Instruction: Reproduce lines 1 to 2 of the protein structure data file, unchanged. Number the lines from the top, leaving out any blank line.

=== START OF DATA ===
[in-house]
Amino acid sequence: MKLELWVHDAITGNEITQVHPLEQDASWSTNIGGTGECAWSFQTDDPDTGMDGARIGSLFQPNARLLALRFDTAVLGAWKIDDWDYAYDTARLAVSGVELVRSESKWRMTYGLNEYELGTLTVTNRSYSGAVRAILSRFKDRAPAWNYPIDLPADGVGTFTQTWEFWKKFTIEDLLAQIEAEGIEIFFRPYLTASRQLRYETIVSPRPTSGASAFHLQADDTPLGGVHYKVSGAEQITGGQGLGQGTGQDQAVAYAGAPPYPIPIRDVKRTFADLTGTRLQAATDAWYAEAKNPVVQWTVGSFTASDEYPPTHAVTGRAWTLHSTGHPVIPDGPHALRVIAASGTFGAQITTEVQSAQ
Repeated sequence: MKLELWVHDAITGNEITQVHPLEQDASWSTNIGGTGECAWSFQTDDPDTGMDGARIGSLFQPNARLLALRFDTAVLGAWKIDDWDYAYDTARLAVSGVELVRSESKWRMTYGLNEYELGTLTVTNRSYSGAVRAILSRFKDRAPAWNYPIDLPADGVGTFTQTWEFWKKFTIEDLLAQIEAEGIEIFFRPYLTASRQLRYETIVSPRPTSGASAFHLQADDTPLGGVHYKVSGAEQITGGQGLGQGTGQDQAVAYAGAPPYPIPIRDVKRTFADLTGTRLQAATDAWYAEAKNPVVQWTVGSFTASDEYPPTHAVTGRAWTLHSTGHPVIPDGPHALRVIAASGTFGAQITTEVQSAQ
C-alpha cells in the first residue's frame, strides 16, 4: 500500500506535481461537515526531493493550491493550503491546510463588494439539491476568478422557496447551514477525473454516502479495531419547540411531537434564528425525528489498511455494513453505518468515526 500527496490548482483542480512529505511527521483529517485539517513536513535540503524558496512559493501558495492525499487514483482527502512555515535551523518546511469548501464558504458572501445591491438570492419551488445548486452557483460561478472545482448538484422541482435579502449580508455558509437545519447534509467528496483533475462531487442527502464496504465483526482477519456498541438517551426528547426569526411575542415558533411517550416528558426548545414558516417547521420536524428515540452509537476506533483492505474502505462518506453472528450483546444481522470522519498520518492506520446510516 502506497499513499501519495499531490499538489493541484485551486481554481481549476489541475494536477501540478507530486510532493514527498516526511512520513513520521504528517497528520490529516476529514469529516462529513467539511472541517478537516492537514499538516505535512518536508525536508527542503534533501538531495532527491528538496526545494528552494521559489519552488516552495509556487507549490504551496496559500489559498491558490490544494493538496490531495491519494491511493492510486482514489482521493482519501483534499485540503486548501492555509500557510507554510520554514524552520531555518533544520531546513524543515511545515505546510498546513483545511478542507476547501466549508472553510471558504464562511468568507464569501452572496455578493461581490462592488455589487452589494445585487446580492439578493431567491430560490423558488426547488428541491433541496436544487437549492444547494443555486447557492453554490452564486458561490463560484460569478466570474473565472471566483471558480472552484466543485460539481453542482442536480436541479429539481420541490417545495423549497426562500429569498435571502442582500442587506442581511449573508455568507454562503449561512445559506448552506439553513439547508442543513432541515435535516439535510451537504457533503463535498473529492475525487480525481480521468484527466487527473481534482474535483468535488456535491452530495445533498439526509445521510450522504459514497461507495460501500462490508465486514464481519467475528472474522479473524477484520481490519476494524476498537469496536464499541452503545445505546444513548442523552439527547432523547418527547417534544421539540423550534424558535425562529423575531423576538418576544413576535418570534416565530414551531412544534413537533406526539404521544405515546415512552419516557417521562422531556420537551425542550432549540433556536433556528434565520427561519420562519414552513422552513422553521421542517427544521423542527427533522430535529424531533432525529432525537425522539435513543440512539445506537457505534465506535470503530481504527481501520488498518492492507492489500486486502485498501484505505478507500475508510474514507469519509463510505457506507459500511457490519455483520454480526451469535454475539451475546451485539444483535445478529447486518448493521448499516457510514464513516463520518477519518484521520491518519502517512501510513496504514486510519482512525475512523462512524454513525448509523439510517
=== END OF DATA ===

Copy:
[in-house]
Amino acid sequence: MKLELWVHDAITGNEITQVHPLEQDASWSTNIGGTGECAWSFQTDDPDTGMDGARIGSLFQPNARLLALRFDTAVLGAWKIDDWDYAYDTARLAVSGVELVRSESKWRMTYGLNEYELGTLTVTNRSYSGAVRAILSRFKDRAPAWNYPIDLPADGVGTFTQTWEFWKKFTIEDLLAQIEAEGIEIFFRPYLTASRQLRYETIVSPRPTSGASAFHLQADDTPLGGVHYKVSGAEQITGGQGLGQGTGQDQAVAYAGAPPYPIPIRDVKRTFADLTGTRLQAATDAWYAEAKNPVVQWTVGSFTASDEYPPTHAVTGRAWTLHSTGHPVIPDGPHALRVIAASGTFGAQITTEVQSAQ